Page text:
This post is intended to highlight the work being done as part of a project that seeks to uncover the human impact of mining. I am excited to be part of a SSHRC-funded project that is led by Stacey Zembrzycki and studies the relationship between mining, the environment, and humans, specifically immigrant communities in Sudbury. Mining Immigrant Bodies (MIB) is a cross-cultural and intergenerational oral history project that focuses on the different experiences of postwar immigrant miners and their families to uncover the visible and invisible effects that pollutants have had on their bodies. MIB hopes to shed light on the changes in health that immigrant families might have experienced by working in this toxic industry.
Working on MIB has helped me realize that we need to consider histories of colonization and capitalist development along with histories of health and disease if we are to study the environment, particularly industrialized landscapes. Right now, MIB is doing archival research and conducting multi-generational oral histories with immigrant families. It is expected that MIB will record the life stories of immigrant workers and their families to uncover a lived experience of place. The project will draw on the life stories of workers and their families to understand how environmental degradation due to mining activities has affected their experiences, health, and well-being.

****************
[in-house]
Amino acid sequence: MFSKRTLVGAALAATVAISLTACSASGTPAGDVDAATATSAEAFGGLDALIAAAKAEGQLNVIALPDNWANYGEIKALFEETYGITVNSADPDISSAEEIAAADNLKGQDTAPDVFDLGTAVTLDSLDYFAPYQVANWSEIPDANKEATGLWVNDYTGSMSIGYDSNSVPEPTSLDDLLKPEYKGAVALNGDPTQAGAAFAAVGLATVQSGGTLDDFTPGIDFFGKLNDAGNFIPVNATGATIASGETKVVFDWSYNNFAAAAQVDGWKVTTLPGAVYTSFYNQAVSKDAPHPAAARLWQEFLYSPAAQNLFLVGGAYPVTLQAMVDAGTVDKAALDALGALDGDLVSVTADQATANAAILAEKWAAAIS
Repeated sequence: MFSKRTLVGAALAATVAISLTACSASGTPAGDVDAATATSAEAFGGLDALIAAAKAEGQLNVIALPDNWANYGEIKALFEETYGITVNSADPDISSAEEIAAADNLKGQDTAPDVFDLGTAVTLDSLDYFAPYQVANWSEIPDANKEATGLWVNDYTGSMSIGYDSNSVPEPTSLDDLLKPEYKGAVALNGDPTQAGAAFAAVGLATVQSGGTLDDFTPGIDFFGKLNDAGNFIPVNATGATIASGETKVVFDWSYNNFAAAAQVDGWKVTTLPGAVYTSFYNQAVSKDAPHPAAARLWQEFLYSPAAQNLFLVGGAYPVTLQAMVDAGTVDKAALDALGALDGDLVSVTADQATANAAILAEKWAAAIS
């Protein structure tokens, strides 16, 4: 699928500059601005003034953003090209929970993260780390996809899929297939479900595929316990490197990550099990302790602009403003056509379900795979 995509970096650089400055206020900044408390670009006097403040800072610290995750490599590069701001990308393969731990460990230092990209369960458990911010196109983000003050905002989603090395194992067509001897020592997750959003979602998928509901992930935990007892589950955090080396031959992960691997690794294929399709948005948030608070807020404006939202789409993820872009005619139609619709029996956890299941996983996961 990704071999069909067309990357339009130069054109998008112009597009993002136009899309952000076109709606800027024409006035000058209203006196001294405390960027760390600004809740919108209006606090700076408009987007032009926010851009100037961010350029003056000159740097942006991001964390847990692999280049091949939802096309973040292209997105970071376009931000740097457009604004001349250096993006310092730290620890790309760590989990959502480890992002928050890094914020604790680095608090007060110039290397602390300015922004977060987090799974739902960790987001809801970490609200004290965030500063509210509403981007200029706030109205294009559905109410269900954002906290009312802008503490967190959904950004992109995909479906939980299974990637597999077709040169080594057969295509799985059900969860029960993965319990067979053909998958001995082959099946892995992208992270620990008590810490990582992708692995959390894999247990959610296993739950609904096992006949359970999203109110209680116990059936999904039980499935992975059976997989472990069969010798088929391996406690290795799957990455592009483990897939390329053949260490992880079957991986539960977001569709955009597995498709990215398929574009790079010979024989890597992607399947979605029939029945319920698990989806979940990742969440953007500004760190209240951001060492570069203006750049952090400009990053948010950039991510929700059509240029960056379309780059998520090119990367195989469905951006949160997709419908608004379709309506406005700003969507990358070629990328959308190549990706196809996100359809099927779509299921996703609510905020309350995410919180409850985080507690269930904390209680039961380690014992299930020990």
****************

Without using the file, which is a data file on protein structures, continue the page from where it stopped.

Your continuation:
If you were an immigrant miner during the postwar period or the wife or child of an immigrant miner and you lived, worked, or played in Copper Cliff, Coniston, Gatchell or the Donovan, we would love to speak to you about your experiences. Share your story with MIB or visit our Facebook Page.
Kaleigh Bradley is a PhD Candidate in Indigenous and Environmental History at York University, and an editor at ActiveHistory.ca.
Cempel, M., and G. Nikel. “Nickel: A Review of Its Sources and Environmental Toxicology.” Polish Journal of Environmental Studies 15, no. 3 (2006): 375-82.
Denkhaus, E. and Salnikow, K. “Nickel essentiality, toxicity, and carcinogenicity.”Critical Reviews in Oncology/Hematology 42 (2002): 35-56.
Duruibe, O. et al. “Heavy metal pollution and human biotoxic effects.” International Journal of Physical Sciences 2, no.5 (May 2007): 112-118.
Linda Nash. Inescapable Ecologies: A History of Environment, Disease, and Knowledge. Berkeley and Los Angeles: The University of California Press, 2006.